In Morro Bay we stayed with Bill and Toni, retired teachers who are active grandparents to a 6 year-old granddaughter. We stayed for two days, which gave us a chance to hang out some. Morro Bay is a small town built along the coast. The entire town is centred around Morro Rock, a huge formation that stands majestically above the water. On our first night, we walked to the local taqueria with Toni and Bill, and ate delicious (and enormous) seafood tacos.

It adds so much to our trip to share time with the people in the areas we visit. I’m sure we see things we would never know about, and eat in local, lesser-known restaurants. Sometimes, we even buy groceries and cook together while chatting and drinking wine. Years ago, while travelling through Arizona, we stayed with ATC people in Sedona, and we became such good friends that we stayed over a week!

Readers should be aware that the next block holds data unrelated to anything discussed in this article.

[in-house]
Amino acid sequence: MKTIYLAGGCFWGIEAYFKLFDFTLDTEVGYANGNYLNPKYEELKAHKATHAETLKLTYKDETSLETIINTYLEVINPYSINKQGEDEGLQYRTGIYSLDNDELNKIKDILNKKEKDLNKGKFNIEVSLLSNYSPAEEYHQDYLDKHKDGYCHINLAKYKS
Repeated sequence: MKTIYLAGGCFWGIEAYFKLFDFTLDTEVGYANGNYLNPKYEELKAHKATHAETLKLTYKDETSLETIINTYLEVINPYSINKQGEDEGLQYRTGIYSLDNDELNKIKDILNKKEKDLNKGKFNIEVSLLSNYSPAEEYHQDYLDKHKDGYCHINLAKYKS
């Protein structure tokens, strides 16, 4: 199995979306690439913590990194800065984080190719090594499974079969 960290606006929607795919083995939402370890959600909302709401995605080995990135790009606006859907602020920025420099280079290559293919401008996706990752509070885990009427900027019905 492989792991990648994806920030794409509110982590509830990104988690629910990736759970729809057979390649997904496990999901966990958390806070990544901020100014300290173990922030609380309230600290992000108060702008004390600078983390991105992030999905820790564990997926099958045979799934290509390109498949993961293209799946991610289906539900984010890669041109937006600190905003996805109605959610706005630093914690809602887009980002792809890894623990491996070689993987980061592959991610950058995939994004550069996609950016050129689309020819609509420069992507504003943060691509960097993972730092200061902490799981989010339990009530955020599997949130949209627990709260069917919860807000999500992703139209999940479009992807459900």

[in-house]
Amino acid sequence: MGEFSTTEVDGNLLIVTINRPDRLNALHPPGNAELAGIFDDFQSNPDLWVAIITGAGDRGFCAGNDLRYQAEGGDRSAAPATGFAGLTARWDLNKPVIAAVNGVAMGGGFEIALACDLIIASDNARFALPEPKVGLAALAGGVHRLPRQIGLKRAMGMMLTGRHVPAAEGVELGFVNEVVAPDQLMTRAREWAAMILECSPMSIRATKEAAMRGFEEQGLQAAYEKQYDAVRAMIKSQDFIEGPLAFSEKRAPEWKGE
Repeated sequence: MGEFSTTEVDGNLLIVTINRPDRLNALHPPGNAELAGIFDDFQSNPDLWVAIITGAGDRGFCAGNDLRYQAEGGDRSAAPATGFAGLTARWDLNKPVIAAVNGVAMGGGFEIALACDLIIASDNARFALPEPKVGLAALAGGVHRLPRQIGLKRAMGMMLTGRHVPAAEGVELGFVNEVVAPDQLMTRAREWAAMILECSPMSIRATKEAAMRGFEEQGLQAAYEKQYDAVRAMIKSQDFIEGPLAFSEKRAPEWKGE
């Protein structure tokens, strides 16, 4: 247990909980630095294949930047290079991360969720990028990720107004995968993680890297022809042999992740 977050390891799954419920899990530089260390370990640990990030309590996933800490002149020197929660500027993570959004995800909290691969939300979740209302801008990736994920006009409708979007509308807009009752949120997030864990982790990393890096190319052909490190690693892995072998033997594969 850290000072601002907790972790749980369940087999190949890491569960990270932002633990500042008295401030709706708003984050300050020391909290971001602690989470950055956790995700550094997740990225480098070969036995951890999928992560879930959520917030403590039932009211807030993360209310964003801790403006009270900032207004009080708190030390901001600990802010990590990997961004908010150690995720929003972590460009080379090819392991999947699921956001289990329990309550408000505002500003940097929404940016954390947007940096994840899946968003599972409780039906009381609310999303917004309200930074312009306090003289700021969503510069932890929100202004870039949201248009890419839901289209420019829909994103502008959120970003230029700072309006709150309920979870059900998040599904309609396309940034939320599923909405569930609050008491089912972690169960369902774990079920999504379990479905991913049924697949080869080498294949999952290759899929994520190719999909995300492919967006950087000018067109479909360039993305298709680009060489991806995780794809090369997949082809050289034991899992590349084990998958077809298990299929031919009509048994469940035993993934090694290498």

Stopping in Depoe Bay, Oregon, our host suggested we meet them at a local restaurant before venturing on to our condo on the water. They have two apartments there and offered us one of them. As I approach the table where they were sitting, I think: “How interesting to have dinner with these people. Paul and I have just spent all day driving together. What a nice opportunity to connect with others too.”
The Affordable Travel Club has been such an inspiration to our travels. We can afford to stay over now even when we don’t have friends or family. We love meeting new people while we are travelling. Even Europe seems manageable now. I never would have considered travel in Europe because of the high costs of accommodations. Now it seems possible.

I like the idea of sharing our home with others too, and, as Affordable Travel Members, that is part of our responsibility. In the 3 years we’ve been members, however, we’ve had only 2 requests to stay in our home in Toronto, and both times we were not there and our house was not available. Now, living in a yurt in B.C. it will be interesting to see how many people want to come to visit.
Our friends in Toronto, Harriet and Morty told us about ATC three years ago. It has changed the way we travel! There is no doubt that meeting new people along the way makes the trip way more interesting. Thank you for the tip!